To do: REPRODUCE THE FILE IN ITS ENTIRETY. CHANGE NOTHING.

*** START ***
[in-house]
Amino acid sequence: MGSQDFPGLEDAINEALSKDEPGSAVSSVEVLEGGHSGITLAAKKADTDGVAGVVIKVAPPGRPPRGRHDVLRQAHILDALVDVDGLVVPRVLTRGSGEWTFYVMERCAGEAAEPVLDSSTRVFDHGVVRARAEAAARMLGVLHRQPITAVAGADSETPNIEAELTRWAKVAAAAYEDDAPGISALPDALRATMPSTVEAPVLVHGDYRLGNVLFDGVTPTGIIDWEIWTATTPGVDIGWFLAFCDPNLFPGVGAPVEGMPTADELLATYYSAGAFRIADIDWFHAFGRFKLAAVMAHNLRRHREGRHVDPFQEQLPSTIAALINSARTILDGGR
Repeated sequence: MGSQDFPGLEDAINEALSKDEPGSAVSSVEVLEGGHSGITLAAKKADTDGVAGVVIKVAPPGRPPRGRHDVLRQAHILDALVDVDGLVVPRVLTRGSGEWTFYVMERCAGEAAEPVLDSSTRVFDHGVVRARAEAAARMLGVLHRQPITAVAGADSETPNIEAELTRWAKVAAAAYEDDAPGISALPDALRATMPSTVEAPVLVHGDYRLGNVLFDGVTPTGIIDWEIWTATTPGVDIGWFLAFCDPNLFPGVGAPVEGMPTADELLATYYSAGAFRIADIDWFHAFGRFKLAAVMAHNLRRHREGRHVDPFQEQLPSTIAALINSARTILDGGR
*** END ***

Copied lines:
[in-house]
Amino acid sequence: MGSQDFPGLEDAINEALSKDEPGSAVSSVEVLEGGHSGITLAAKKADTDGVAGVVIKVAPPGRPPRGRHDVLRQAHILDALVDVDGLVVPRVLTRGSGEWTFYVMERCAGEAAEPVLDSSTRVFDHGVVRARAEAAARMLGVLHRQPITAVAGADSETPNIEAELTRWAKVAAAAYEDDAPGISALPDALRATMPSTVEAPVLVHGDYRLGNVLFDGVTPTGIIDWEIWTATTPGVDIGWFLAFCDPNLFPGVGAPVEGMPTADELLATYYSAGAFRIADIDWFHAFGRFKLAAVMAHNLRRHREGRHVDPFQEQLPSTIAALINSARTILDGGR
Repeated sequence: MGSQDFPGLEDAINEALSKDEPGSAVSSVEVLEGGHSGITLAAKKADTDGVAGVVIKVAPPGRPPRGRHDVLRQAHILDALVDVDGLVVPRVLTRGSGEWTFYVMERCAGEAAEPVLDSSTRVFDHGVVRARAEAAARMLGVLHRQPITAVAGADSETPNIEAELTRWAKVAAAAYEDDAPGISALPDALRATMPSTVEAPVLVHGDYRLGNVLFDGVTPTGIIDWEIWTATTPGVDIGWFLAFCDPNLFPGVGAPVEGMPTADELLATYYSAGAFRIADIDWFHAFGRFKLAAVMAHNLRRHREGRHVDPFQEQLPSTIAALINSARTILDGGR